The Causes Of Alzheimer's Disease

Damage To The Brain
Alzheimer's is a progressive loss of memory, and language skills, caused by a damage to the brain. The majority of cases begin after 60. A decade or more before symptoms begin to show, toxic changes have already began in the brain that cause abnormal deposits of proteins to form into amyloid plaques and tau tangles through out the brain. 

The affected brain cells begin to work less effectively. Eventually they lose their ability to communicate with each other and die. Over time, the damage spreads to the hippocampus, which is the part of the brain where memory is made. As more brain cells die, the hippocampus shrinks followed by a progressive lose of memory.
Old Age Related Changes
Because Alzheimer's largely affect older adults, researchers believe there might be a link between Alzheimer's and the damage caused by age-related changes in the body such as athrophy (shrinking) of certain parts of the brain, inflamation, the production of unstable molecules called free radicals, and a dysfunction of the mitochondria of brain cells.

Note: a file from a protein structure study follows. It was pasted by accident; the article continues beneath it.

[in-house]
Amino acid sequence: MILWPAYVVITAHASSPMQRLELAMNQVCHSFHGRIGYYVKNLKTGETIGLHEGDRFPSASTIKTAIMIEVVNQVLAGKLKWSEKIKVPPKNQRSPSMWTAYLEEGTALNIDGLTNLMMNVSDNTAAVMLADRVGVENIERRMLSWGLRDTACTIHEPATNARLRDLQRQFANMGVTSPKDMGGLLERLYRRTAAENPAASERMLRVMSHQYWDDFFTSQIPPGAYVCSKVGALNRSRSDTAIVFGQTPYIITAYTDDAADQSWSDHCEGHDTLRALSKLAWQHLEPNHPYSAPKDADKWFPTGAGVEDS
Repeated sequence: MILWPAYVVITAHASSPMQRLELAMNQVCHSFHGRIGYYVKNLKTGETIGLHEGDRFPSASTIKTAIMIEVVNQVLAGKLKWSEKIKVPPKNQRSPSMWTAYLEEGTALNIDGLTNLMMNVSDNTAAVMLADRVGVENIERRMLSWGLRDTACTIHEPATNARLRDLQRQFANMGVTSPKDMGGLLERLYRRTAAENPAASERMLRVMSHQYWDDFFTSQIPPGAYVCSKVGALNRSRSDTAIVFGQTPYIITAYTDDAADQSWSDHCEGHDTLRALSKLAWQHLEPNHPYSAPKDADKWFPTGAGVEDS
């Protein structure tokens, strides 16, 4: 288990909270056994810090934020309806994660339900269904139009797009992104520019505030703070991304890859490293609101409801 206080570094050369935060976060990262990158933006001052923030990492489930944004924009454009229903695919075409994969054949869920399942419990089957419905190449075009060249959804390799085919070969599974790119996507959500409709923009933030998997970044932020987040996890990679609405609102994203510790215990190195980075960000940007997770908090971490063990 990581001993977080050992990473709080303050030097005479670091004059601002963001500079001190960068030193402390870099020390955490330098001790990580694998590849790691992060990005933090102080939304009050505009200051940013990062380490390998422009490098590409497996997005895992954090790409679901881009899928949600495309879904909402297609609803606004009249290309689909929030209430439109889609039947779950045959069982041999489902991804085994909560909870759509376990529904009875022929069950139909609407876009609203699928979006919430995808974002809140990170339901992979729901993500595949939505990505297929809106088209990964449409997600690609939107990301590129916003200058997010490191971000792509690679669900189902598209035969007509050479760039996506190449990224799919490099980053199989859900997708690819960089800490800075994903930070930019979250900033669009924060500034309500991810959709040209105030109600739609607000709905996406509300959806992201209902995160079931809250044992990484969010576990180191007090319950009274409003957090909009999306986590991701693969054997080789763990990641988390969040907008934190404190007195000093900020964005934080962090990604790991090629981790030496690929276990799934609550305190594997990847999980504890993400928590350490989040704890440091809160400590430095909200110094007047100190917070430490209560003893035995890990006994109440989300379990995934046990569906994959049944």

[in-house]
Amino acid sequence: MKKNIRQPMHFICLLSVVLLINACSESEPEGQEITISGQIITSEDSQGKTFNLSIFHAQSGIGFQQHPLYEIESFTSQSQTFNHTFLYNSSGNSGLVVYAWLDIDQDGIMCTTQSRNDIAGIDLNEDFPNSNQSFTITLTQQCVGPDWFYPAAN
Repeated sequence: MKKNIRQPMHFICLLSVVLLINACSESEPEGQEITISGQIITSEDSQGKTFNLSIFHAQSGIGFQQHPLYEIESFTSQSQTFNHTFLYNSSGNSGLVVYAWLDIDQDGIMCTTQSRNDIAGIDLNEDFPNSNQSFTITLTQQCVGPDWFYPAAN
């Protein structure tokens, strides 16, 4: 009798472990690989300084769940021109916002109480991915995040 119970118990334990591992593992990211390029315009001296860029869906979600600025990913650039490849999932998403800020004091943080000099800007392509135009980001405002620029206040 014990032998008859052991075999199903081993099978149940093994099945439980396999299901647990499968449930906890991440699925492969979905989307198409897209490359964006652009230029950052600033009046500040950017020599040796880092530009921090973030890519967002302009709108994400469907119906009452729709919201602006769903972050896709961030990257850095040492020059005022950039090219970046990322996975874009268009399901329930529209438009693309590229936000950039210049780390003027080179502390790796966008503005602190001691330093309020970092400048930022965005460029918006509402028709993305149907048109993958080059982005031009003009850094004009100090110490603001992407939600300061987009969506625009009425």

Genetic Factors
Many studies have linked the apolipoprotein (APOE) gene to the onset of Alzheimer's in people over 60. The APOE gene comes in several forms. Some people with the gene may have an increased risk for Alzheimer's, while other may have the gene but may not necessarily get Alzheimer's. Researchers have identified other common genes, in addition to APOE that may be the cause of late-onset Alzheimer's.
Environmental and Lifestyle Factors
Researchers are interested in the connection between cognitive decline and health conditions such as heart disease, stroke, high blood pressure, diabetes and obesity. Understanding these connections, and testing them in clinical trials will provide clues on whether reducing the risk factors for these health conditions could also reduce the risk factors for Alzheimer's.

Research Source: The National Institute On Aging

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